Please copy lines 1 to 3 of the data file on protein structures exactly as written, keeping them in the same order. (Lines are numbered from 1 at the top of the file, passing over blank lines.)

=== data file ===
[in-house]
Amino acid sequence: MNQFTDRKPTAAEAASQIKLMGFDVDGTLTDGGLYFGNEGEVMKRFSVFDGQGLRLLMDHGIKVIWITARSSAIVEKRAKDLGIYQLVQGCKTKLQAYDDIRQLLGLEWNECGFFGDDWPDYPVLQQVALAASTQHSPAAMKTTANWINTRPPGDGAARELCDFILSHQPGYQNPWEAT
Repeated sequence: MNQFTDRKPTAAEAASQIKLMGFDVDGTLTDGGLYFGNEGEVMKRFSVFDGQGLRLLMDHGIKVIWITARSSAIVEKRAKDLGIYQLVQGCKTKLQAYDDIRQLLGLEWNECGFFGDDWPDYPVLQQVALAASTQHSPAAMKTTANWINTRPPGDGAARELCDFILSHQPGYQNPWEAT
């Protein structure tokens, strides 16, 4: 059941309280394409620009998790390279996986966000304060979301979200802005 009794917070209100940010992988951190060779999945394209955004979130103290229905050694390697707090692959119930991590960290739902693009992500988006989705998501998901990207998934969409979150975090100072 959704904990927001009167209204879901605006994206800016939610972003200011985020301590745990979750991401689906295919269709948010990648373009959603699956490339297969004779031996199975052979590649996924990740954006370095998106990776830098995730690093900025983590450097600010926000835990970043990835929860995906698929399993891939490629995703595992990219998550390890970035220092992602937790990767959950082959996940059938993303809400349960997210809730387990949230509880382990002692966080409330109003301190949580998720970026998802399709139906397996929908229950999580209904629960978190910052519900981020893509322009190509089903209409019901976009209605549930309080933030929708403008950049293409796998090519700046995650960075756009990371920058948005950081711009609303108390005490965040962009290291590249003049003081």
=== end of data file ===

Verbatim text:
[in-house]
Amino acid sequence: MNQFTDRKPTAAEAASQIKLMGFDVDGTLTDGGLYFGNEGEVMKRFSVFDGQGLRLLMDHGIKVIWITARSSAIVEKRAKDLGIYQLVQGCKTKLQAYDDIRQLLGLEWNECGFFGDDWPDYPVLQQVALAASTQHSPAAMKTTANWINTRPPGDGAARELCDFILSHQPGYQNPWEAT
Repeated sequence: MNQFTDRKPTAAEAASQIKLMGFDVDGTLTDGGLYFGNEGEVMKRFSVFDGQGLRLLMDHGIKVIWITARSSAIVEKRAKDLGIYQLVQGCKTKLQAYDDIRQLLGLEWNECGFFGDDWPDYPVLQQVALAASTQHSPAAMKTTANWINTRPPGDGAARELCDFILSHQPGYQNPWEAT